Amit Dhingra, associate professor of genomics and biotechnology at Washington State University, has been honored by the Council on Undergraduate Research for his long-term commitment to mentoring undergraduate researchers.
Dhingra received the CUR’s Biology Division Mid-Career Mentor Award from among nominees from about 750 participating universities. In the past 11 years, Dhingra has mentored nearly 100 undergraduates in 32 majors hailing from 16 U.S. universities. Many of those students, as evidenced by his Undergraduate Student Collective website, have gone on to science-related careers, won awards or otherwise found ways to make significant contributions to society.
Read the rest of this article by Brian Clark here.
Starting in late summer, national forests in Northwestern states like Oregon, Washington, Montana, and Idaho fill with eager berry hunters hoping to find a cache of dark maroon huckleberries. Read the rest of this NPR article here.
The New York Times recently published a story by Kirk Johnson about lost apples of the Pacific Northwest. Johnson’s story features apple detective David Benscoter’s and others effort to preserve knowledge of old apple varieties that, as Johnson writes, “might have something to teach us… about evolution or climate, in looking at the qualities that kept a particular tree going despite the odds.”
2016 marks the 30th anniversary of Dr. Norman E. Borlaug’s establishment of the World Food Prize organization. This year World Food Prize hosted the 2016 Borlaug Dialogue International Symposium, held October 12-14 in Des Moines, Iowa.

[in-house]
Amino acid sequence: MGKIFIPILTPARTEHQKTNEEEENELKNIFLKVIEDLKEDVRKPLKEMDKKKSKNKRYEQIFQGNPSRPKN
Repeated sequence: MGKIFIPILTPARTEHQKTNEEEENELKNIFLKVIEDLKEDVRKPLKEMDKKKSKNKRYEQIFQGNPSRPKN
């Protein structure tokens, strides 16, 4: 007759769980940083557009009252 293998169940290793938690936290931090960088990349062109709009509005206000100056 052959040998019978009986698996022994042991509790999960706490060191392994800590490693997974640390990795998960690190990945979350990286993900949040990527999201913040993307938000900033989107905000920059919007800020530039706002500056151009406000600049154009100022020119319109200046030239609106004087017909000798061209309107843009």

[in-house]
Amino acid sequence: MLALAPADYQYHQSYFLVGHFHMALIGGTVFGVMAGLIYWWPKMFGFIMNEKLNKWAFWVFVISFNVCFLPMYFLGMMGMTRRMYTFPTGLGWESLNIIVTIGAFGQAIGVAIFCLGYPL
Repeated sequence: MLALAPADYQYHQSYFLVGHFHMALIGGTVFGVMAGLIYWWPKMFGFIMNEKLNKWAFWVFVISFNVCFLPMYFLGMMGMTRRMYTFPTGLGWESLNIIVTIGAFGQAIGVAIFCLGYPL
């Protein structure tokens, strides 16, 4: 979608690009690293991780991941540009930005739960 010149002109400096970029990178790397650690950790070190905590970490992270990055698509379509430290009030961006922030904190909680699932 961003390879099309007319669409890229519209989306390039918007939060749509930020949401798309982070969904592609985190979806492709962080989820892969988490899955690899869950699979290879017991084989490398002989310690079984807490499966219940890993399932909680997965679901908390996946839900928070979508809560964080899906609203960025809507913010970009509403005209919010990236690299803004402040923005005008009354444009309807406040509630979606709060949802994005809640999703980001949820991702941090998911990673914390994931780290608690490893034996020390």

In a World Food Prize side event, WSU Associate Professor Amit Dhingra presented on the forthcoming paper:Technologies on the Shelf. The series keynote paper is part of a Council for Agricultural Science and Technology (CAST) 12 paper project, The Need for Agricultural Innovation to Sustainably Feed the World by 2050, investigating methods to advance global food security.
More information on the 2016 Borlaug Dialogue International Symposium and CAST can be found at these web sites:
Despite his attempts, Nathan Tarlyn is a frustrated huckleberry picker. He ventures out, looking for the wild berry that’s treasured throughout the Pacific Northwest, but often comes up short, finding only bushes that are picked over.
He’d have more luck if he looked deeper in the woods — or if someone shared their secret trove. But that’s not likely to happen. No one shares that kind of secret.
Read the rest of Taryn Phaneuf’s article in Crosscut here.
WSU Innovation Corps (I-Corps) is the first step many Cougs are taking to become better entrepreneurs. Lean, a term coined by Toyota’s James P. Womack and Daniel T. Jones in Lean Thinking is a leadership approach used to engage people in an organization to assist in the identification, reduction and/or elimination of waste within any process. Using Lean principles, the I-Corps lean teams will determine whether their ideas have commercial worth. Fall 2016 Team 3DbioC will be mentored by Professor Amit Dhingra. Read More